The 27 controversial alleged copyright infringement cases brought before the courts by ACS:Law have now been officially closed by Judge Birss following a hearing at the patent courts yesterday. ACS:Law had been working on behalf of a company called MediaCAT who were accusing 27 defendants of using file-sharing software to distribute content. ACS:Law had written to around 11,000 people demanding payment of around £500 or face legal action for alleged copyright infringement.
Ralli, the law firm representing five of the accused is seeking £90,000 in costs against ACS:Law, although this is only usually imposed where legal representatives have behaved improperly. However, due to the peculiarities in how the case was handled, this may be one of those times. Judge Birss stated "If ever there was a case with conduct out of the norm it was this one."
ACS:Law were accused of performing a letter writing campaign as a way of making money but Paul Parker, the barrister acting on behalf of ACS:Law's owner, Andrew Crossley, said that he had spent £750,000 pursuing Internet pirates whilst only receiving £300,000 in fines from people. Crossley is also under investigation for misconduct by the Solicitors Regulation Authority (SRA) whilst the Information Commissioner is also considering a fine against ACS:Law following a data leak of alleged file-sharers details from the company.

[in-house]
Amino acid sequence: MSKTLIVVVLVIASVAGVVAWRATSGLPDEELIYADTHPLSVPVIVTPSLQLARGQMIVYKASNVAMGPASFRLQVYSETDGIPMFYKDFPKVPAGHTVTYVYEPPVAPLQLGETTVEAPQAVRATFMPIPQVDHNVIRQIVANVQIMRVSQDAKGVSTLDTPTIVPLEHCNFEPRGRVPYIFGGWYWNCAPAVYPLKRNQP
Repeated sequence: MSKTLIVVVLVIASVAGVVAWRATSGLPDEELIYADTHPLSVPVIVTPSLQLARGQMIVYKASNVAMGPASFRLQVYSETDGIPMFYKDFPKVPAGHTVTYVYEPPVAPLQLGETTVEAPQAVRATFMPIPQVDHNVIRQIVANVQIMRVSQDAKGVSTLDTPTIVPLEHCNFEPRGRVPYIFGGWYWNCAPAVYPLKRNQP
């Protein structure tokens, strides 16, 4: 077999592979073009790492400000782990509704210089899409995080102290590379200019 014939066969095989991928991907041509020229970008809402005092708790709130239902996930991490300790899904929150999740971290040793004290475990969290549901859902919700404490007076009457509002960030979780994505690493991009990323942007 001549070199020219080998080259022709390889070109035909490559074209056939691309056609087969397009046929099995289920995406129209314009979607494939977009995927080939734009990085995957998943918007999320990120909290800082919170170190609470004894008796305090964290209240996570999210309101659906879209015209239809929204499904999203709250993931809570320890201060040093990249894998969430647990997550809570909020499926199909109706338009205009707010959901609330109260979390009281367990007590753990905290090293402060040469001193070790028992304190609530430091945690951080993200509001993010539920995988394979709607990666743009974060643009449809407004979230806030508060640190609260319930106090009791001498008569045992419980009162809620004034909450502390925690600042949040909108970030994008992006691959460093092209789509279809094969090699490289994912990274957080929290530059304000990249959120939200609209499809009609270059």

The ACS:Law case has also raised questions over whether IP addresses are suitable to be used for identifying a person alleged of participating in file-sharing. This remains untested in the courts but MPs are hearing evidence over the Digital Economy Act which relies on this information next week after a judicial review was granted following complaints from ISPs BT and TalkTalk.